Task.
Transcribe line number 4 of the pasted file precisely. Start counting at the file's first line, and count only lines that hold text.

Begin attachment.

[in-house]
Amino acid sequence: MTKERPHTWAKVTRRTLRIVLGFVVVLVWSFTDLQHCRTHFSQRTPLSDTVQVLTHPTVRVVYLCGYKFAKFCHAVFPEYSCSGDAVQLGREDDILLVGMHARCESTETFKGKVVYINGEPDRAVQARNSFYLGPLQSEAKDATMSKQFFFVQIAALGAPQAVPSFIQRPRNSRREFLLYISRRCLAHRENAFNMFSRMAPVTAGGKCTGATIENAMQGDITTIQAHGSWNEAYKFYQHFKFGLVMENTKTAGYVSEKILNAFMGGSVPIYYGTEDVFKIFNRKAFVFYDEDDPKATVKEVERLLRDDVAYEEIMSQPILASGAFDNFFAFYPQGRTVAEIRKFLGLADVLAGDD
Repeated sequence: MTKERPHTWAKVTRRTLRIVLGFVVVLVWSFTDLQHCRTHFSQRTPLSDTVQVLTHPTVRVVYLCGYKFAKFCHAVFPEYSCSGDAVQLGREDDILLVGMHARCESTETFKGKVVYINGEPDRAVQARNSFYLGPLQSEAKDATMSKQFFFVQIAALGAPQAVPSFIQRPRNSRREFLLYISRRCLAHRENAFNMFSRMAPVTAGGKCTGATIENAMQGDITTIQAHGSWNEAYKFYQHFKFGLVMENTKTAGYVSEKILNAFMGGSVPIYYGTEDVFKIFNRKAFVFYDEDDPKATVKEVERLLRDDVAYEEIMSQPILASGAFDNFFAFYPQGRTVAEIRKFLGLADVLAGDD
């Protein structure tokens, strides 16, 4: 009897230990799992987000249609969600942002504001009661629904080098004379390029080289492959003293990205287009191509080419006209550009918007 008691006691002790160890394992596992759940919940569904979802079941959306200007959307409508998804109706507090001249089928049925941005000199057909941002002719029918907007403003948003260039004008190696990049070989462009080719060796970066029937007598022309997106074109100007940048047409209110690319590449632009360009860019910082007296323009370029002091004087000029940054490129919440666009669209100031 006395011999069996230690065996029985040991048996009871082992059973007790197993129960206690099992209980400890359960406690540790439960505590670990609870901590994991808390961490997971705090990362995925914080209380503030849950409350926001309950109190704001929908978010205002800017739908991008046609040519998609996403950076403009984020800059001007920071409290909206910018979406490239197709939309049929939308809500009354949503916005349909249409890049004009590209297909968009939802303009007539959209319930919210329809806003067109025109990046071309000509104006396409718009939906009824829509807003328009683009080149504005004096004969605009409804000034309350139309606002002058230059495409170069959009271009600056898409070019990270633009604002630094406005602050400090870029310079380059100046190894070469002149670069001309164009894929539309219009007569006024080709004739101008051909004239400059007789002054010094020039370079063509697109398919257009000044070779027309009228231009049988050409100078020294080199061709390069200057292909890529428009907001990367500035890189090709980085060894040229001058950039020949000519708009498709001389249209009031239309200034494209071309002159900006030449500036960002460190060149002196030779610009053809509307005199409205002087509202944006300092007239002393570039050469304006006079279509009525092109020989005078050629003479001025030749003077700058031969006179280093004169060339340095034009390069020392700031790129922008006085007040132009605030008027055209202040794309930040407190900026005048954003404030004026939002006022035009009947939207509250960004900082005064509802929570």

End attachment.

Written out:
């Protein structure tokens, strides 16, 4: 009897230990799992987000249609969600942002504001009661629904080098004379390029080289492959003293990205287009191509080419006209550009918007 008691006691002790160890394992596992759940919940569904979802079941959306200007959307409508998804109706507090001249089928049925941005000199057909941002002719029918907007403003948003260039004008190696990049070989462009080719060796970066029937007598022309997106074109100007940048047409209110690319590449632009360009860019910082007296323009370029002091004087000029940054490129919440666009669209100031 006395011999069996230690065996029985040991048996009871082992059973007790197993129960206690099992209980400890359960406690540790439960505590670990609870901590994991808390961490997971705090990362995925914080209380503030849950409350926001309950109190704001929908978010205002800017739908991008046609040519998609996403950076403009984020800059001007920071409290909206910018979406490239197709939309049929939308809500009354949503916005349909249409890049004009590209297909968009939802303009007539959209319930919210329809806003067109025109990046071309000509104006396409718009939906009824829509807003328009683009080149504005004096004969605009409804000034309350139309606002002058230059495409170069959009271009600056898409070019990270633009604002630094406005602050400090870029310079380059100046190894070469002149670069001309164009894929539309219009007569006024080709004739101008051909004239400059007789002054010094020039370079063509697109398919257009000044070779027309009228231009049988050409100078020294080199061709390069200057292909890529428009907001990367500035890189090709980085060894040229001058950039020949000519708009498709001389249209009031239309200034494209071309002159900006030449500036960002460190060149002196030779610009053809509307005199409205002087509202944006300092007239002393570039050469304006006079279509009525092109020989005078050629003479001025030749003077700058031969006179280093004169060339340095034009390069020392700031790129922008006085007040132009605030008027055209202040794309930040407190900026005048954003404030004026939002006022035009009947939207509250960004900082005064509802929570």